Hi Press, Storm ,Ike and others
i'm mostly in lurk mode till i see what this darned thing is gonna do and what has happened to StormJunkie??
Member Since: April 26, 2006 Posts: 5 Comments: 3073
495. VAbeachhurricanes
5:18 PM GMT on August 27, 2009


the REAL coc is beginning to be obscured by clouds... trying to organize itself
Member Since: September 6, 2007 Posts: 0 Comments: 5999
494. DaytonaBeachWatcher
5:17 PM GMT on August 27, 2009
Funny to see the same ole "faces" jumping in on an argument by someone else
Member Since: June 29, 2007 Posts: 0 Comments: 1136
493. PcolaDan
5:17 PM GMT on August 27, 2009
Quoting presslord:


OK...that's 2 "carolinas" offenses in one post...the next infraction shall be met with a flogging...


carolinas


Member Since: August 22, 2008 Posts: 12 Comments: 6010
492. 7544
5:17 PM GMT on August 27, 2009
watch the high he may just stall out soon
Member Since: May 6, 2007 Posts: 0 Comments: 6676
490. hydrus
5:16 PM GMT on August 27, 2009
Quoting caneluver:
Danny still is not following the forcast points. He wants to keep west.
Not even close.
Member Since: September 27, 2007 Posts: 1 Comments: 20319
489. TheCaneWhisperer
5:17 PM GMT on August 27, 2009
Case and point as to why the NHC won't change on a whim.. Reform happens, were back to where we were this morning lol.
488. Cavin Rawlins
5:15 PM GMT on August 27, 2009
94L

Member Since: July 24, 2005 Posts: 407 Comments: 19076
487. 900MB
5:14 PM GMT on August 27, 2009
Quoting cheezemm:
Here's my take....shear is relaxing and you're starting to see the convection attempt to wrap around the current LLC but it's (the entire storm) stacked more like this:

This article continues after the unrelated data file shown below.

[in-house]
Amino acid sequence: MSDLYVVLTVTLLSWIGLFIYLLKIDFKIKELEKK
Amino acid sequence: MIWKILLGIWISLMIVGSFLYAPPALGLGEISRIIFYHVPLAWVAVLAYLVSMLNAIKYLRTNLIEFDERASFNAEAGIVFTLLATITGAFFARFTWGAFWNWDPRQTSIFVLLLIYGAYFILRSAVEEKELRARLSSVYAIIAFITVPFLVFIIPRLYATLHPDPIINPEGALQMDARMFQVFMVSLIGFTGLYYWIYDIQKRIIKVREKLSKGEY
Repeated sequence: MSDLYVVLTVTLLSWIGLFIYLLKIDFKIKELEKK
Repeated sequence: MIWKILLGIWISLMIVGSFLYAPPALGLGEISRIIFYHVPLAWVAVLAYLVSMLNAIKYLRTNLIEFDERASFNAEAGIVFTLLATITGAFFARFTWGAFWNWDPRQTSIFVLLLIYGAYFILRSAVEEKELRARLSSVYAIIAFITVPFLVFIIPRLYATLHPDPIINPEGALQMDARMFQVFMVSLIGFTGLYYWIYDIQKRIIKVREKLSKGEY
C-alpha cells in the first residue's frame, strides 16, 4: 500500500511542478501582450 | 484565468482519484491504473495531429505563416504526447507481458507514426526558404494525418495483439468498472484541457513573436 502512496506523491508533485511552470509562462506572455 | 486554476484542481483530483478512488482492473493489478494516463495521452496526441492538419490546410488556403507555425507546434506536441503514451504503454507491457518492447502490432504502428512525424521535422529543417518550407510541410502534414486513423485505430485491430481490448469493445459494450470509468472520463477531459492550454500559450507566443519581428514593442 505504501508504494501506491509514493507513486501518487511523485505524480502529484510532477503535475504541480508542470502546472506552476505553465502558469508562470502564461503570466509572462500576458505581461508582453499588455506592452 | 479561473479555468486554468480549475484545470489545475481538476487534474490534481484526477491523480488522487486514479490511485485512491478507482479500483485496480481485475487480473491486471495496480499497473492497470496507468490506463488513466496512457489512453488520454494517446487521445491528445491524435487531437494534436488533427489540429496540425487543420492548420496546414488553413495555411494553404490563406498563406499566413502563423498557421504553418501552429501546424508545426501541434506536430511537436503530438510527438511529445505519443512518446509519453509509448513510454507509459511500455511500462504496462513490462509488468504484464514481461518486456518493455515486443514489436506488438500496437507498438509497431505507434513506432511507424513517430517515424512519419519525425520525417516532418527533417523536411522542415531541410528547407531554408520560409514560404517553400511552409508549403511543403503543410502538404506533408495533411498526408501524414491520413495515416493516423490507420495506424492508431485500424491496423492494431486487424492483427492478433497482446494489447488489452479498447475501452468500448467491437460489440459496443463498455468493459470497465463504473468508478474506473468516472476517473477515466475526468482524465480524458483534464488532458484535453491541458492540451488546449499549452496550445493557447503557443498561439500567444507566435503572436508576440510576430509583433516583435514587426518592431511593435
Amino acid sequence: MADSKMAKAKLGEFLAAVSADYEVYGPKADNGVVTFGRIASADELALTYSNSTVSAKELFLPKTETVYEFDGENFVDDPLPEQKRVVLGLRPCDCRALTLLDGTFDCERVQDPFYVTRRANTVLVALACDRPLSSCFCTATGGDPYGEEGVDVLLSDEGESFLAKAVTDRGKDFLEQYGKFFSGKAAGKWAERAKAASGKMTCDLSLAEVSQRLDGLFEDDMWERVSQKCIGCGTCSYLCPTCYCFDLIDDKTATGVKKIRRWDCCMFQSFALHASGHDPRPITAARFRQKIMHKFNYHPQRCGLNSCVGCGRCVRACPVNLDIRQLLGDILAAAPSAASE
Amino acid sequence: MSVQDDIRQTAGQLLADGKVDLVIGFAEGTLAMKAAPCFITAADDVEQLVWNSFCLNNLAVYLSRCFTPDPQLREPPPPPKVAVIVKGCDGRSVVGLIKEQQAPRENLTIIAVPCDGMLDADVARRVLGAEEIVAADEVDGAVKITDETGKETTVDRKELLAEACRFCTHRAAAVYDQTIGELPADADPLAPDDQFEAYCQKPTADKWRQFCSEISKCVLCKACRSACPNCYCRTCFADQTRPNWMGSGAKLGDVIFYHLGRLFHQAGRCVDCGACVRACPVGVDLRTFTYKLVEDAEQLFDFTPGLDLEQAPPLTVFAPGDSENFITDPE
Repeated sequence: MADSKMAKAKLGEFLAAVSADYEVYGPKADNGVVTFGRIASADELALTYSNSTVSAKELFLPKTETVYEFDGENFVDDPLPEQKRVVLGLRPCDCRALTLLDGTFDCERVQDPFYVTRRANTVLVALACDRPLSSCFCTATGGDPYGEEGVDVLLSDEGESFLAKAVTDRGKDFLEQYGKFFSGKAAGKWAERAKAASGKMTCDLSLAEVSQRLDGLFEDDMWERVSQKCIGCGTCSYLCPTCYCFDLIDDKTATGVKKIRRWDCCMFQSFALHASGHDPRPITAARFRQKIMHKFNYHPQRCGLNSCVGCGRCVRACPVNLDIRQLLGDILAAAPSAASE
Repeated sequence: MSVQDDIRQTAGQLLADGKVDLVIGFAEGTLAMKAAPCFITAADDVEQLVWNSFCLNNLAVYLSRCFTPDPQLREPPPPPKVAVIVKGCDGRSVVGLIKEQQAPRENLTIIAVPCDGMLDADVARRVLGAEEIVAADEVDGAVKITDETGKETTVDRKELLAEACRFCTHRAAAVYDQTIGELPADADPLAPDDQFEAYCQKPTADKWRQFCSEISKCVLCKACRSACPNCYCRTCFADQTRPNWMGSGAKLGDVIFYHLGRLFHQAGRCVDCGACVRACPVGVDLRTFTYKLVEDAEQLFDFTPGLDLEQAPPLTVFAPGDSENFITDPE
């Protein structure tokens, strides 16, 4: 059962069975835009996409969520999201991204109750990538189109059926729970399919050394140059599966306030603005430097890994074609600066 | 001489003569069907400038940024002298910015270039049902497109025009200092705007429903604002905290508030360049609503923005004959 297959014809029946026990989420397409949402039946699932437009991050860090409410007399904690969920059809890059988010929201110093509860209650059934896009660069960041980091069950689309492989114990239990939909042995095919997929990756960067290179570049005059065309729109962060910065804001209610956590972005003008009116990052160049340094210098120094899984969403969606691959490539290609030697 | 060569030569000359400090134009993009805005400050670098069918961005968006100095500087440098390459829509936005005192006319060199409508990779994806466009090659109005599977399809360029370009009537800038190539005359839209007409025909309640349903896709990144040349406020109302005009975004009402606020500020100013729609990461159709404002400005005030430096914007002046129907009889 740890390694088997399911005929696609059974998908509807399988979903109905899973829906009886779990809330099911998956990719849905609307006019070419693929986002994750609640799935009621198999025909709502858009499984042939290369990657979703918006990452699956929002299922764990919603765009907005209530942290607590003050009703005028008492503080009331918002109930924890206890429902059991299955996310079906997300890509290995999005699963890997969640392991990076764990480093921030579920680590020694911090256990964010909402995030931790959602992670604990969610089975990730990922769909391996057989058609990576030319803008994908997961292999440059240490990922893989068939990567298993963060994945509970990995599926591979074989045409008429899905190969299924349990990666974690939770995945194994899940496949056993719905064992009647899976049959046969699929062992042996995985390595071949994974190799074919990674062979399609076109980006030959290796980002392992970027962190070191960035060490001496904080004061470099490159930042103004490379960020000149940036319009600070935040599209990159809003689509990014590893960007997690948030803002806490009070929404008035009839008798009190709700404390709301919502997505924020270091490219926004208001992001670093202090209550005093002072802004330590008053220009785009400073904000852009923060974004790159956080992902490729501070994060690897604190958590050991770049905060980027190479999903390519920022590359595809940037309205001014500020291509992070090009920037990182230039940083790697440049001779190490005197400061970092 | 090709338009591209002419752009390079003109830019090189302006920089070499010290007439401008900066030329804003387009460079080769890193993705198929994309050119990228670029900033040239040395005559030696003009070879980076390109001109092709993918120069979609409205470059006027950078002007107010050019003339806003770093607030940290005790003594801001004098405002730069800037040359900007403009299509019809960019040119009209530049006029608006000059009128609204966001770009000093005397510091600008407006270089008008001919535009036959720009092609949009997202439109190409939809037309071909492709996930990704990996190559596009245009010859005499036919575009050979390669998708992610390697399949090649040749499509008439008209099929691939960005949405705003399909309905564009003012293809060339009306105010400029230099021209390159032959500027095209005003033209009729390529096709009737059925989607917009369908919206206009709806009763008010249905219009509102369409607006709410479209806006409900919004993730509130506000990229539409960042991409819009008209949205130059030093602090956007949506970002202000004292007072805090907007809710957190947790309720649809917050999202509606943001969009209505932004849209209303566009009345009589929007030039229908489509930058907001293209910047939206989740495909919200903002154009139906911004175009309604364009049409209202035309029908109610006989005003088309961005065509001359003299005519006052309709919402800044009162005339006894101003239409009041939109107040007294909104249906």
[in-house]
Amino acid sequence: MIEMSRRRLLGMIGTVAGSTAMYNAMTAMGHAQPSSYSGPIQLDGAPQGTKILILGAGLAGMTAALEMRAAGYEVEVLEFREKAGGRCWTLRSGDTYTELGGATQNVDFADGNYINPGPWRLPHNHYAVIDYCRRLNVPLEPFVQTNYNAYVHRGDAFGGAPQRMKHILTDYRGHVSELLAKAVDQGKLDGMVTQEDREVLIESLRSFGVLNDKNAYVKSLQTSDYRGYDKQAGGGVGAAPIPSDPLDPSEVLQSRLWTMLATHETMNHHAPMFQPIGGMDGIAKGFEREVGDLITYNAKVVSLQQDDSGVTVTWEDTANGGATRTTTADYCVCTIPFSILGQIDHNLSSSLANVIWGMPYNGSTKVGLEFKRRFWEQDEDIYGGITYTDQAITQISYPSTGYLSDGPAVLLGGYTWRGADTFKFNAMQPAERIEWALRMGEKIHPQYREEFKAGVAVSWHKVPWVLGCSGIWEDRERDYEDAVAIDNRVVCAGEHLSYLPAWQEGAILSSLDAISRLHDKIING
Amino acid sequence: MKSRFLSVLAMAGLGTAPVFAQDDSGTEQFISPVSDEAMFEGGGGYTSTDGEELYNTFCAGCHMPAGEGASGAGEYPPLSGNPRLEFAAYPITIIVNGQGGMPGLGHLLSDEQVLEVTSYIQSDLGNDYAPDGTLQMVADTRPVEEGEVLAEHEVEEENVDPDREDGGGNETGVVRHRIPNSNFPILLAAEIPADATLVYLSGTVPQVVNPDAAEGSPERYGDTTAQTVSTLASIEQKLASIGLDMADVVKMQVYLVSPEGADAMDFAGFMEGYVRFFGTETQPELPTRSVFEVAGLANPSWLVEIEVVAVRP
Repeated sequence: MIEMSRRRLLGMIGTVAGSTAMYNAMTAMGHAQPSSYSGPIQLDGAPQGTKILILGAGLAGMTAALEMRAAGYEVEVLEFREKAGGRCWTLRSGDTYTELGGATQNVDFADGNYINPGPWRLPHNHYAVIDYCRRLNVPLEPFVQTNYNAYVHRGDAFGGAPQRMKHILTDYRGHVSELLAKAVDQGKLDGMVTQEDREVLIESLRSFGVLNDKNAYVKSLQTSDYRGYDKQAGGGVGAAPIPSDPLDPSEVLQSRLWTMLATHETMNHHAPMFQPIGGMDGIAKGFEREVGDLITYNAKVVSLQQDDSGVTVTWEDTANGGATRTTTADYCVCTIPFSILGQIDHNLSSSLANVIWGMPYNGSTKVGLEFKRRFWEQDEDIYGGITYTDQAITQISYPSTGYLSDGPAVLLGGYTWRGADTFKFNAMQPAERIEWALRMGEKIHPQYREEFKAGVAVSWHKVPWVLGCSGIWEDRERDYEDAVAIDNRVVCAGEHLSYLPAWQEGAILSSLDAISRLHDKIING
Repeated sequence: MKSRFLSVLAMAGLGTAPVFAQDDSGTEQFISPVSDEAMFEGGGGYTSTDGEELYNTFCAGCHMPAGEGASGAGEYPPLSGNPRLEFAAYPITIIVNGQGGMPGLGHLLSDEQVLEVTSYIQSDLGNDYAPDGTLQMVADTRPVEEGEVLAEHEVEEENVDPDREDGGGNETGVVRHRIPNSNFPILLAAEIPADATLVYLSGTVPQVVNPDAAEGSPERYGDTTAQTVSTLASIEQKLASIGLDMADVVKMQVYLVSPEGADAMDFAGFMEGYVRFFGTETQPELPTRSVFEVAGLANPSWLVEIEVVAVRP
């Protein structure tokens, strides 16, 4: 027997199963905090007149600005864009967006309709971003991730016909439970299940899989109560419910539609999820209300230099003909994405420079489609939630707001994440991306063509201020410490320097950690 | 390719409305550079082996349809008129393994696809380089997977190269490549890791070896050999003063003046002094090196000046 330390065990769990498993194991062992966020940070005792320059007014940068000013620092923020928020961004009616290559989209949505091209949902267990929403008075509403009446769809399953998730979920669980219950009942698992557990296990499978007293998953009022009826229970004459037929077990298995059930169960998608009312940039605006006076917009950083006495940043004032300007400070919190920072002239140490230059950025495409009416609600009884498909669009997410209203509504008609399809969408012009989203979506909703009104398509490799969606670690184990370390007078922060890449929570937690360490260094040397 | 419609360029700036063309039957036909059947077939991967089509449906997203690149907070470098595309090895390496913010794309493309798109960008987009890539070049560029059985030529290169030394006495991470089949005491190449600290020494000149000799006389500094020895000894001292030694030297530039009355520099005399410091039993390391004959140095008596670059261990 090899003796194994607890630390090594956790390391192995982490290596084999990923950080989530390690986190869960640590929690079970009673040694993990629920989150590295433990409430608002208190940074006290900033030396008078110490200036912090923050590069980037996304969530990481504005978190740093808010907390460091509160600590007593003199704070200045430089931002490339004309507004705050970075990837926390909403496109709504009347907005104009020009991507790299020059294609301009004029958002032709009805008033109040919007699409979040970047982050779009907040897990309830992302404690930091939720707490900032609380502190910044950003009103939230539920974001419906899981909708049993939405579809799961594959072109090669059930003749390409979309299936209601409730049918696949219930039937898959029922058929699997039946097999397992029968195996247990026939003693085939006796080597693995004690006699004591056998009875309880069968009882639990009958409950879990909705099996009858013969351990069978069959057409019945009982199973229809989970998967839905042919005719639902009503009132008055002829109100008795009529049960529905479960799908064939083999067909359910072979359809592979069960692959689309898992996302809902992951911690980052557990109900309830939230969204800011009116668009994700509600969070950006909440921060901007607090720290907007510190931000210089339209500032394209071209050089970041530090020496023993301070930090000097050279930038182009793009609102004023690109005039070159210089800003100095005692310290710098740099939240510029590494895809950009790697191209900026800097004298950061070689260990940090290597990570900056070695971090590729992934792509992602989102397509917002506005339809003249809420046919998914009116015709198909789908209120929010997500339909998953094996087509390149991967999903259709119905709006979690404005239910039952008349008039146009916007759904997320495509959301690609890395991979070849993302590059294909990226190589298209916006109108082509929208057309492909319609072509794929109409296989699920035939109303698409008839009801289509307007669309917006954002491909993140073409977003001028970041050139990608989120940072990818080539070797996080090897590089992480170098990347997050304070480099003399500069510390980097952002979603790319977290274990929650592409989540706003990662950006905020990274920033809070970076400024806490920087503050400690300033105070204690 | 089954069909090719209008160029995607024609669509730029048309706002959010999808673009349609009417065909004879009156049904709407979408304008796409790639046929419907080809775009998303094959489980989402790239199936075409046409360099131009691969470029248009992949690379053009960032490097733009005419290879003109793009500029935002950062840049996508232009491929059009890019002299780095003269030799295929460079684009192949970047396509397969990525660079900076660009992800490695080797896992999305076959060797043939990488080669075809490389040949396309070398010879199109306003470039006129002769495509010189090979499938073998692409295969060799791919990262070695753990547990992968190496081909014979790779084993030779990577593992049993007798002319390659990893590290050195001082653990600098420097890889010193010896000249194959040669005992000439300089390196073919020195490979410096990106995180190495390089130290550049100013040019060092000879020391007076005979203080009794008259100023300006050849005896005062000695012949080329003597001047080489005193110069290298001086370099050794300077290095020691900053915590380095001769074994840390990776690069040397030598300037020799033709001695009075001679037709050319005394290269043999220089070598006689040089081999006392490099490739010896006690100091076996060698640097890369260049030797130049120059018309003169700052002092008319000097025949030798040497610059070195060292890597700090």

/

Instead of this:

|

Don't make fun of my poor graphics!


:)
Member Since: June 11, 2006 Posts: 0 Comments: 660
486. presslord
5:14 PM GMT on August 27, 2009
Quoting SCAnne:



really i thought we only had 49 states

geez it was just a general observation would you like for me to go pick out and list the specific storms so i can list which carolina they hit


yes...that would be nice...
Member Since: August 13, 2007 Posts: 0 Comments: 10479
485. FlyinFish
5:14 PM GMT on August 27, 2009
Quoting popartpete:
Jersey Shore here. Who thinks first hurricane-force gusts in 24 years?


LBI here... I doubt it... 3% chance ill say.
Member Since: June 8, 2008 Posts: 0 Comments: 43
484. Dakster
5:13 PM GMT on August 27, 2009
Ok. Well it looks like the next few hours or so will be critical to the Carolinas. People int eh Carolina's should really watch this closely.. Heck from the Carolina's South are in a little danger now, but from the Carolina's Northward are in even greater danger.

As my good friend Caroline said you can't be too careful.
Member Since: March 10, 2006 Posts: 0 Comments: 10020
483. TampaSpin
5:13 PM GMT on August 27, 2009
Quoting presslord:
then you should know: there is no such place as "the Carolinas"...it's either North or South Carolina....


Presslord....think of the travel expense we will save with a the relief efforts in North Carolina. It will be in your backdoor....LMAO Notice i did not say the Carolina's
Member Since: September 2, 2007 Posts: 178 Comments: 20439
482. SCAnne
5:13 PM GMT on August 27, 2009
Quoting presslord:
then you should know: there is no such place as "the Carolinas"...it's either North or South Carolina....



really i thought we only had 49 states

geez it was just a general observation would you like for me to go pick out and list the specific storms so i can list which carolina they hit
481. largeeyes
5:12 PM GMT on August 27, 2009
4 degrees left for my longitude....
Member Since: August 22, 2006 Posts: 0 Comments: 1451
480. tramp96
5:12 PM GMT on August 27, 2009
Quoting IKE:
12Z CMC...


I may be wrong but I have been watching the CMC for a few days now and it seems pretty consistant.